breaking the java habit...

This is a discussion on breaking the java habit... within the A Brief History of Cprogramming.com forums, part of the Community Boards category; Well for me I got stuck with Basic for quite a while because I knew it well and could do ...

  1. #16
    Dr Dipshi++ mike_g's Avatar
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    Well for me I got stuck with Basic for quite a while because I knew it well and could do most things I wanted in it. Learning new languages takes time, and in that time you cant make as much fun stuff. It took me a couple of years before I got off my ass started learning C; console apps aren't the most inspiring things to start off with. That said Its nice to be able to make progs that run fast and don't come with a ton of bloat.

  2. #17
    Super Moderator VirtualAce's Avatar
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    Fundamentally you should probably think more about the task you are trying to accomplish than the actual code behind the task. There will be a point where you will have to begin thinking about code but that should be simple(r) since you already have a design. So if you find yourself thinking in Java then I'm afraid if you use C++ you will also find yourself thinking in C++ instead of thinking in concepts. Fact is you don't think in any language when you are approaching a specific problem. This will keep you concentrated on how to approach and solve the problem more than how you will code A with B.

    Once you have your design and approach then you could pretty much code it in any language. At this point you will have to wrap your brain around C++ a bit but it should not be too hard - especially when the compiler starts yelling at you for this or that. Once that happens you will get a good feel for what is allowed in Java and what is allowed in C++. I don't think the adjustment should be that difficult. And your Java knowledge will not be 100% useless in C++ so I agree that you shouldn't throw out the baby with the bathwater here. Think of it as both and instead of one or the other.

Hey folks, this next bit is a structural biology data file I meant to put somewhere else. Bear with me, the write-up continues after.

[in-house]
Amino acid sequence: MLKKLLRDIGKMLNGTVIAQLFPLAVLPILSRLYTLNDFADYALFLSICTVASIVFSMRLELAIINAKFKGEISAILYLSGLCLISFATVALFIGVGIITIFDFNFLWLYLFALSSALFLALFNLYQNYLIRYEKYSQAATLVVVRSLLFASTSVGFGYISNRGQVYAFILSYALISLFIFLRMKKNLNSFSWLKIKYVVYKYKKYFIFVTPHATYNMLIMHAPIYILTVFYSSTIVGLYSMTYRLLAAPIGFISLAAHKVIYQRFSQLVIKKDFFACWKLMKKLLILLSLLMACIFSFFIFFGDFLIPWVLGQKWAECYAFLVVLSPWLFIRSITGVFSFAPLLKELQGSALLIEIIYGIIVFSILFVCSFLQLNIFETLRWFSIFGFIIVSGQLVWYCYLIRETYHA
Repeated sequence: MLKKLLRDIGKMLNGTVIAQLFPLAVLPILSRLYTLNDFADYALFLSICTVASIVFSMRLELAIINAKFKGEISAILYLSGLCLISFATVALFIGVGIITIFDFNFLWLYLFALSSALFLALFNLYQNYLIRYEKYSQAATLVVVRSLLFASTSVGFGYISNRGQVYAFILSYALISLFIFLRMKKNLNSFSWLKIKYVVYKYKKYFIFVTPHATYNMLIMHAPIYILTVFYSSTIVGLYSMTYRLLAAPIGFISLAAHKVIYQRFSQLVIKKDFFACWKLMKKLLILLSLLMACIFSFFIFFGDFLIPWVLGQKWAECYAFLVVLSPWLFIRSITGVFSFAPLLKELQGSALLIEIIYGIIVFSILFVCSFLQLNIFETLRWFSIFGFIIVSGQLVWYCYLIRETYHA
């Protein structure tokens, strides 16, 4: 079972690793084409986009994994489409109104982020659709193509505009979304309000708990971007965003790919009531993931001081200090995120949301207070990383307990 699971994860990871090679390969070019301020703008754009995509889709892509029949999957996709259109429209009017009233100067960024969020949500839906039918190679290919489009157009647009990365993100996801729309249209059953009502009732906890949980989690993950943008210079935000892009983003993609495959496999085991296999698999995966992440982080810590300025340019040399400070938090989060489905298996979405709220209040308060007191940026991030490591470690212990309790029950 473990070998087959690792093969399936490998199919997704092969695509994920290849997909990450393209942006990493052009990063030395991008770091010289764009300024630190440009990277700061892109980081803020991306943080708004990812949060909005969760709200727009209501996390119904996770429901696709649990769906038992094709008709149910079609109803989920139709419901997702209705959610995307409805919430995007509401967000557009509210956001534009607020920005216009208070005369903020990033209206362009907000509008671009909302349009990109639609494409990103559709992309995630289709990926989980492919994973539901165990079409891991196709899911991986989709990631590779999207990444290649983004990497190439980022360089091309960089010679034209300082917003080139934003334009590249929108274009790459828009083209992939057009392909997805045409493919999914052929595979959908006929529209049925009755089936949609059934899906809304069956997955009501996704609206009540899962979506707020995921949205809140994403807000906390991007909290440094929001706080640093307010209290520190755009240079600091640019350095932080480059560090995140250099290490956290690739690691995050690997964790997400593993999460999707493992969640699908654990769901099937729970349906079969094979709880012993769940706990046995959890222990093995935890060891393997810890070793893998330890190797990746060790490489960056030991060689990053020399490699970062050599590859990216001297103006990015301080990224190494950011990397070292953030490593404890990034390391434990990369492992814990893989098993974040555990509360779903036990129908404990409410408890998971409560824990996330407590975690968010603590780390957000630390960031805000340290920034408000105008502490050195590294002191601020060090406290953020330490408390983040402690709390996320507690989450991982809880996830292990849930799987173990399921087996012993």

Your problem as I see it may be you are thinking in relation to a specific language or a specific implementation rather than a general overall view of the underlying concepts.
    Last edited by VirtualAce; 01-16-2008 at 06:07 PM.

  3. #18
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    Thanks everyone for the input.
    So it looks like the general consensus is not forget to java, but remember that C is not Java and focus on the on design.

  4. #19
    Linguistic Engineer... doubleanti's Avatar
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    Although I dont see it as being useful outside web applications.
    Alright... well... basically my entire Ph.D. project is written in Java. I wrote an english syntax parser, and vector analysis package, and a bunch of other stuff to do natural language processing in it. It has a lot of libraries by which you don't have to re-impliment a lot of very useful data structures (I actually wrote a tree-map, but then scratched it after I realized that java already had it! such wasted time but at least I learned something). It was good because I wanted to focus more on dealing with the grammar, and the algorithms, and not nitpick around making data structures for everything.

    Also, it's cross-platform compatible so you can run your code on your windows box, but also on a unix box.

    So, yeah...!

    Oh, and before anyone mentions anything about performance, my simulations take six days already, so it doesn't really matter. I swear, the other Ph.D.'s always .......... about their sims taking half an hour, or like two hours, go get some lunch and come back, try a week... pfft!

    So... yeah!
    hasafraggin shizigishin oppashigger...

  5. #20
    Cat without Hat CornedBee's Avatar
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    Oh, and before anyone mentions anything about performance, my simulations take six days already, so it doesn't really matter.
    Err ... now if your simulation took a minute, then I'd say don't worry. But if it takes 6 days, then even making it run just 1% faster would shave a full hour and more off.
    The longer something takes, the more you should worry about performance.
    All the buzzt!
    CornedBee

    "There is not now, nor has there ever been, nor will there ever be, any programming language in which it is the least bit difficult to write bad code."
    - Flon's Law

  6. #21
    Linguistic Engineer... doubleanti's Avatar
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    Well, that's true that the longer it takes the more the percentage-wise improvement would help. However, there are multiple modules to the project, so usually when I'm running simulation on a particular part, I'm coding or improving other parts, or writing new code for something else. If I were to re-write this in C++, it would probably take more work, though I have re-written this entire project from the ground up several times.
    hasafraggin shizigishin oppashigger...

  7. #22
    Malum in se abachler's Avatar
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    I have to learn new flavors of basic all the time. I program a lot of controllers (servo's, PLC's, etc). The latest flavor is PBASIC. Once you know how to program, the specific language only depends on what is most applicable to the task at hand. Sure, I'd love to be able to program the BASIC stamp in C/C++, but then it would be the C/C++ Stamp. The project requirement is to write the code for the stamp, so I just have to deal with it.
    Until you can build a working general purpose reprogrammable computer out of basic components from radio shack, you are not fit to call yourself a programmer in my presence. This is cwhizard, signing off.

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